Human graft endothelial cells (ECs) can act as antigen-presenting cells to initiate allograft rejection by host memory T cells. Rapamycin, an mTOR inhibitor used clinically to suppress T cell responses, also acts on DCs, rendering them tolerogenic. Here, we report the effects of rapamycin on EC alloimmunogenicity. Compared with mock-treated cells, rapamycin-pretreated human ECs (rapa-ECs) stimulated less proliferation and cytokine secretion from allogeneic CD4+ memory cells, an effect mimicked by shRNA knockdown of mTOR or raptor in ECs. The effects of rapamycin persisted for several days and were linked to upregulation of the inhibitory molecules PD-L1 and PD-L2 on rapa-ECs. Additionally, rapa-ECs produced lower levels of the inflammatory cytokine IL-6. CD4+ memory cells activated by allogeneic rapa-ECs became hyporesponsive to restimulation in an alloantigen-specific manner and contained higher percentages of suppressive CD4+CD25hiCD127loFoxP3+ cells that did not produce effector cytokines. In a human-mouse chimeric model of allograft rejection, rapamycin pretreatment of human arterial allografts increased graft EC expression of PD-L1 and PD-L2 and reduced subsequent infiltration of allogeneic effector T cells into the artery intima and intimal expansion. Preoperative conditioning of allograft ECs with rapamycin could potentially reduce immune-mediated rejection.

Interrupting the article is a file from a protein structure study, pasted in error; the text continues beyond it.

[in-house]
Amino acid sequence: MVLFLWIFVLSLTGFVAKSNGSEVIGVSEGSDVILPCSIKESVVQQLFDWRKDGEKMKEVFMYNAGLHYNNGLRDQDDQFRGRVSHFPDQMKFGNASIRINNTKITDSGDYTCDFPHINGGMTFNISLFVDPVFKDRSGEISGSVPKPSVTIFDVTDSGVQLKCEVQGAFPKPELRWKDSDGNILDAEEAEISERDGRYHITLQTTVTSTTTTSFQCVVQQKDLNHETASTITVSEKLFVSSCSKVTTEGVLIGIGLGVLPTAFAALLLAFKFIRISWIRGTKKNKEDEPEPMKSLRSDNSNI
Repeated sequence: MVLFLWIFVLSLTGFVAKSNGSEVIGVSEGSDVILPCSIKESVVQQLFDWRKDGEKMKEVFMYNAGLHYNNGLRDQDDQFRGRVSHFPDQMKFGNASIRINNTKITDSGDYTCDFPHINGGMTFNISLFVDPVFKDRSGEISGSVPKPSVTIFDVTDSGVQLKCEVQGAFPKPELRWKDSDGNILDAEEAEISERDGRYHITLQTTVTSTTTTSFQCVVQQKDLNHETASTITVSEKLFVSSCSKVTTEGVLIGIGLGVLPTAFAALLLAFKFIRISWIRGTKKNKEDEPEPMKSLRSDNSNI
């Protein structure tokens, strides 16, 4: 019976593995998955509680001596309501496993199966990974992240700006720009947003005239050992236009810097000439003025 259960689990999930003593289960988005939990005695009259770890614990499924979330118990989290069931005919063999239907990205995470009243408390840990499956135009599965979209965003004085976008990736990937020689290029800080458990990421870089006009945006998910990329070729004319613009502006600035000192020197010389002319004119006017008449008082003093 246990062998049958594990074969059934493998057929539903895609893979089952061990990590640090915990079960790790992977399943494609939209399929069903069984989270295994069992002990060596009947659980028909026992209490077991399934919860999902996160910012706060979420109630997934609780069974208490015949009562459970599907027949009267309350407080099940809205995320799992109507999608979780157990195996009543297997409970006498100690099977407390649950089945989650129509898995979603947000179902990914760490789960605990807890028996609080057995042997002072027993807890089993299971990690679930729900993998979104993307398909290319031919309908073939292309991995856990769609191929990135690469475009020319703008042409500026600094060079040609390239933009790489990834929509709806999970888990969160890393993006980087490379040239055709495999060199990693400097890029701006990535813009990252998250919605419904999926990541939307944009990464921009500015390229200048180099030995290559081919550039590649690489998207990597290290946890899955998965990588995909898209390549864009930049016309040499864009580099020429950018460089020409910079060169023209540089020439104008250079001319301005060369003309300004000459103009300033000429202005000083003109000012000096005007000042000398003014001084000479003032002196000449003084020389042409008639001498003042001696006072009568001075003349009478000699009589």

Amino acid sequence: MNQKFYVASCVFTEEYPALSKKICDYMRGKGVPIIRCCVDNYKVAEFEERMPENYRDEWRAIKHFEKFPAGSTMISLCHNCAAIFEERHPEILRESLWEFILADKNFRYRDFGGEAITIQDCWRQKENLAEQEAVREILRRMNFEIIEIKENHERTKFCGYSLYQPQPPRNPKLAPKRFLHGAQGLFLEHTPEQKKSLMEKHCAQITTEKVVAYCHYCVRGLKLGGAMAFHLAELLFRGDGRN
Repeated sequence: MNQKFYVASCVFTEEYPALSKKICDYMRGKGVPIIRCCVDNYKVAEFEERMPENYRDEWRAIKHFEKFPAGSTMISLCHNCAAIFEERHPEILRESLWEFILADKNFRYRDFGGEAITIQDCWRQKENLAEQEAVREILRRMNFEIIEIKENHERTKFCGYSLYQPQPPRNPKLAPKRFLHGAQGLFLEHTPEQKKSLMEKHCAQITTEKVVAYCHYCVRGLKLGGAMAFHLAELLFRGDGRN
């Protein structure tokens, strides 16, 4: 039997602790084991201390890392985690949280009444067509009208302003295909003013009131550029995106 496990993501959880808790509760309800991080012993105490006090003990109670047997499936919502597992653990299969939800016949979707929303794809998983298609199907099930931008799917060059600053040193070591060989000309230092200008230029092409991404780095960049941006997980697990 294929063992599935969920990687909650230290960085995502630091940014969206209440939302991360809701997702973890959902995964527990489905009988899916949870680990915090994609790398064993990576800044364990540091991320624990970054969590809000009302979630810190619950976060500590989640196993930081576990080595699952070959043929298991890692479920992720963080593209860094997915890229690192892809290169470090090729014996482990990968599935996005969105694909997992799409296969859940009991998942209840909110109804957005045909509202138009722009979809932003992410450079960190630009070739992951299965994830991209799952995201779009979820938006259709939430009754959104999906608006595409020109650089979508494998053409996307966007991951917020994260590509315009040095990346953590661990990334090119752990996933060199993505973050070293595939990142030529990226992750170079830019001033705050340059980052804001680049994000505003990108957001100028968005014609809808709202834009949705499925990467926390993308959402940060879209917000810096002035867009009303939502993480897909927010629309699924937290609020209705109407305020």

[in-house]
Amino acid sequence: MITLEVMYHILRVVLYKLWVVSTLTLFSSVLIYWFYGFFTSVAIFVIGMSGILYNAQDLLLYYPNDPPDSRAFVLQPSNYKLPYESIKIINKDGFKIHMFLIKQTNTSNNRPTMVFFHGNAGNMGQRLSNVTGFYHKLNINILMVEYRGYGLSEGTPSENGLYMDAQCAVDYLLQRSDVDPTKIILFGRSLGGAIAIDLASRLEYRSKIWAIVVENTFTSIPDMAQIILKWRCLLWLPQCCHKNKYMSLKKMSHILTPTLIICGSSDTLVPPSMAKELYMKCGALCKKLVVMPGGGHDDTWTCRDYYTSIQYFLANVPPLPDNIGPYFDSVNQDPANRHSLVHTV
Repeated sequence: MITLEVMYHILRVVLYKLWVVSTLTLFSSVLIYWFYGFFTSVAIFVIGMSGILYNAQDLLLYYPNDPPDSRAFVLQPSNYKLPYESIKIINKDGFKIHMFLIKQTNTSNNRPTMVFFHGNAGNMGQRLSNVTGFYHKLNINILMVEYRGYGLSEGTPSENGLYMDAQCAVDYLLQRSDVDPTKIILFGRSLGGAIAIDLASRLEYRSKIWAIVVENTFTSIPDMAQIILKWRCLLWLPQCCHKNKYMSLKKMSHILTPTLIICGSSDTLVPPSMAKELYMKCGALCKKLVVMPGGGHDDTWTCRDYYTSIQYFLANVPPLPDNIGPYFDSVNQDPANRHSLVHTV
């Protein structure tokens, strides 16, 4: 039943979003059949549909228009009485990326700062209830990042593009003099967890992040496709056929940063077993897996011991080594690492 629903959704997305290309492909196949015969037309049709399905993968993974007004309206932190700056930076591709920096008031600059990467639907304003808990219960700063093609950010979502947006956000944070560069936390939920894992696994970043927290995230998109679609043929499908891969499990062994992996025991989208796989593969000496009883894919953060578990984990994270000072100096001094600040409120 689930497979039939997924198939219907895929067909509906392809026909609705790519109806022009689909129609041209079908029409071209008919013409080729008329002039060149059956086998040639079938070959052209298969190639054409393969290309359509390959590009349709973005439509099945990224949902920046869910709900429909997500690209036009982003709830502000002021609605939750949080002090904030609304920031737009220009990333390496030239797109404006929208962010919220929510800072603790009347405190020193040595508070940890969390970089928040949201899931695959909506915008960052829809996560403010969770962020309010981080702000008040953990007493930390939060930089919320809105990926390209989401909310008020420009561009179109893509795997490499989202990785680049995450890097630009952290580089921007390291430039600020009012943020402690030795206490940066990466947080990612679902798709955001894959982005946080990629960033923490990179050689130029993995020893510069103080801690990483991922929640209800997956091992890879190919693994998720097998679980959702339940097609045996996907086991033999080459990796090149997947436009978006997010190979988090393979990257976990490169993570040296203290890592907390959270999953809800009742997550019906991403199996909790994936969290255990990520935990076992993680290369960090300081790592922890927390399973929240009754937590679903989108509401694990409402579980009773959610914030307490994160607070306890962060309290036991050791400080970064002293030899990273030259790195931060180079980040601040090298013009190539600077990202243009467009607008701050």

Chen Wang, Tai Yi, Lingfeng Qin, Roberto A. Maldonado, Ulrich H. von Andrian, Sanjay Kulkarni, George Tellides, Jordan S. Pober
Rapa-ECs poorly stimulate allogeneic memory CD4+ T cells.